treatment of animals by farmers, scientists, restaurant owners, circuses,
hunters, fishermen, zookeepers, and countless other Americans. PETA
puts to death over 90 percent of the animals it accepts from members of
the public who expect the group to make a reasonable attempt to find
them adoptive homes. PETA holds absolutely no open-adoption shelter
hours at its Norfolk, VA headquarters, choosing instead to spend part of
its $32 million annual income on a contract with a crematory service to
periodically empty hundreds of animal bodies from its large walk-in freezer.

2 ) PETA president and co-founder Ingrid Newkirk has described her group’
s overall goal as “total animal liberation.” This means the complete
abolition of meat, milk, cheese, eggs, honey, zoos, aquariums, circuses,
wool, leather, fur, silk, hunting, fishing, and pet ownership. In a 2003
profile of Newkirk in The New Yorker, author Michael Specter wrote that
Newkirk has had at least one seeing-eye dog taken away from its blind
owner. PETA is also against all medical research that requires the use of
animals, including research aimed at curing AIDS and cancer.

3) PETA has given tens of thousands of dollars to convicted arsonists and
other violent criminals. This includes a 2001 donation of $1,500 to the
North American Earth Liberation Front (ELF), an FBI-certified “domestic
terrorist” group responsible for dozens of firebombs and death threats.
During the 1990s, PETA paid $70,200 to Rodney Coronado, an Animal
Liberation Front (ALF) serial arsonist convicted of burning down a
Michigan State University research laboratory. In his sentencing
memorandum, a federal prosecutor implicated PETA president Ingrid
Newkirk in that crime. PETA vegetarian campaign coordinator Bruce
Friedrich has also told an animal rights convention that “blowing stuff up
and smashing windows” is “a great way to bring about animal liberation,”
adding, “Hallelujah to the people who are willing to do it.”

4) PETA activists regularly target children as young as six years old with
anti-meat and anti-milk propaganda, even waiting outside their schools to
intercept them without notifying their parents. One piece of kid-targeted
PETA literature tells small children: “Your Mommy Kills Animals!” PETA
brags that its messages reach over 1.2 million minor children, including
30,000 kids between the ages of 6 and 12, all contacted by e-mail without
parental supervision. One PETA vice president told the Fox News Channel’
s audience: “Our campaigns are always geared towards children, and they
always will be.”

5) PETA’s president has said that “even if animal research resulted in
acure for AIDS, we would be against it.” And PETA has repeatedly
attacked research foundations like the March of Dimes, the Pediatric AIDS
Foundation, and the American Cancer Society, solely because they
support animal-based research aimed at curing life-threatening diseases
and birth defects. And PETA helped to start and manage a quasi-medical
front group, the misnamed Physicians Committee for Responsible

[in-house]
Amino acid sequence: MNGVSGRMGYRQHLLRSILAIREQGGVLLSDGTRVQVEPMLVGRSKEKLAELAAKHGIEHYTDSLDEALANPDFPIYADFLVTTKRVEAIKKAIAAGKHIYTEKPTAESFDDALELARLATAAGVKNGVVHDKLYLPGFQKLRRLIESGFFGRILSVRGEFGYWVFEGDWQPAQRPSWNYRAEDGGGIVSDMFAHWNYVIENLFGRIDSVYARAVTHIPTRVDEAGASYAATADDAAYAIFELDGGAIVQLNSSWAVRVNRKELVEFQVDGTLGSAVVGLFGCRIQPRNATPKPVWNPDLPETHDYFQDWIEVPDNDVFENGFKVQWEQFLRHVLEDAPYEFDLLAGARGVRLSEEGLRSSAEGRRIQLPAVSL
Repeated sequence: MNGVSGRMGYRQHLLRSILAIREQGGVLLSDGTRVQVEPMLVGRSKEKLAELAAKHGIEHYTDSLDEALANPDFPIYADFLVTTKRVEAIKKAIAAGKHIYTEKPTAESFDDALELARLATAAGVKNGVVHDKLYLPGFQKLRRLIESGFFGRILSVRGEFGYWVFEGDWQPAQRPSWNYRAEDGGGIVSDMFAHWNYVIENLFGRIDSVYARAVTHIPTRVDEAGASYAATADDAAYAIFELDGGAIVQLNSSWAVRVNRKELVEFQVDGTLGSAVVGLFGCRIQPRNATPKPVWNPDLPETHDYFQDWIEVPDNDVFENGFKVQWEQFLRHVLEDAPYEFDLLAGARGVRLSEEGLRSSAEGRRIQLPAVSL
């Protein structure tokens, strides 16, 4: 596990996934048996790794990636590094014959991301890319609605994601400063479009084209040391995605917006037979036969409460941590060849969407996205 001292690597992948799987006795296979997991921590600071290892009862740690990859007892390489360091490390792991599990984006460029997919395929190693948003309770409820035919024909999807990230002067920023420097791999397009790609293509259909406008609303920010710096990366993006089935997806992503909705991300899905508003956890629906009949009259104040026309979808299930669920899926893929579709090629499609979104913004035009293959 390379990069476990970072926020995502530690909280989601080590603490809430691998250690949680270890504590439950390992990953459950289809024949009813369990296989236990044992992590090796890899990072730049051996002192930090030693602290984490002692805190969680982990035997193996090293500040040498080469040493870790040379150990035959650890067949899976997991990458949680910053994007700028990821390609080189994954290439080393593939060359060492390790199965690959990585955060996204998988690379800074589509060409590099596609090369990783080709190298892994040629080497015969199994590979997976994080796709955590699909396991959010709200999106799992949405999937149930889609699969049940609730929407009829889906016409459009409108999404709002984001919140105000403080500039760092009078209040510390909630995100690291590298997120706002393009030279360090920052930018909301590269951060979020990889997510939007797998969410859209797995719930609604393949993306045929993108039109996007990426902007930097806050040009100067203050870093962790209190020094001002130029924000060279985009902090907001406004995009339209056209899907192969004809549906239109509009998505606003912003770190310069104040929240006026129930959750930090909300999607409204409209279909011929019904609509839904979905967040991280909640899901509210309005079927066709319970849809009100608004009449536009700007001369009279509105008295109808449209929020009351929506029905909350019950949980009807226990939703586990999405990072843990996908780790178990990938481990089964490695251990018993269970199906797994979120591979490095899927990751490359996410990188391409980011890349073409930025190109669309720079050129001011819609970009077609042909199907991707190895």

Medicine, to attack medical research head-on.

6) PETA has compared Jewish victims of the Nazi Holocaust to farm
animals and Jesus Christ to pigs. PETA’s religious campaigns include a
website that claims—despite ample evidence to the contrary—that Jesus
Christ was a vegetarian. PETA holds protests at houses of worship, even
suing one church that tried to protect its members from Sunday-morning
harassment. Its billboards taunt Christians with the message that hogs
“died for their sins.” PETA insists, contrary to centuries of rabbinical
teaching, that the Jewish ritual of kosher slaughter shouldn’t be allowed.
And its infamous “Holocaust on Your Plate” campaign crassly compared
the Jewish victims of Nazi genocide to farm animals.

7) PETA frequently looks the other way when its celebrity spokespersons
don’t practice what it preaches. As gossip bloggers and Hollywood
journalists have noted, Pamela Anderson’s Dodge Viper (auctioned to
benefit PETA) had a “luxurious leather interior”; Jenna Jameson was
photographed fishing, slurping oysters, and wearing a leather jacket just
weeks after launching an anti-leather campaign for PETA; Morrissey got an
official “okay” from PETA after eating at a steakhouse; Dita von Teese has
written about her love of furs and foie gras; Steve-O built a career out of
abusing small animals on film; the officially “anti-fur” Eva Mendes often
wears fur anyway; and Charlize Theron’s celebrated October 2007 Vogue
cover shoot featured several suede garments. In 2008, “Baby Phat”
designer Kimora Lee Simmons became a PETA spokesmodel despite
working with fur and leather, after making a $20,000 donation to the animal
rights group.
Want evidence? Visit • • www.PetaKillsAnimals.
9 Things You Didn’t Know About HSUS!!!
(the Humane Society of the United States)

1. The Humane Society of the United States scams Americans out of
millions of dollars through manipulative and deceptive advertising. An
analysis of HSUS’s TV fundraising appeals that ran between January 2009
and September 2011 determined that more than 85 percent of the animals
shown were cats and dogs. However, HSUS doesn’t run a single pet
shelter and only gives 1 percent of the money it raises to pet shelters, and
it has spent millions on anti-farming and anti-hunting political campaigns.

2. HSUS receives poor charity-evaluation marks. CharityWatch (formerly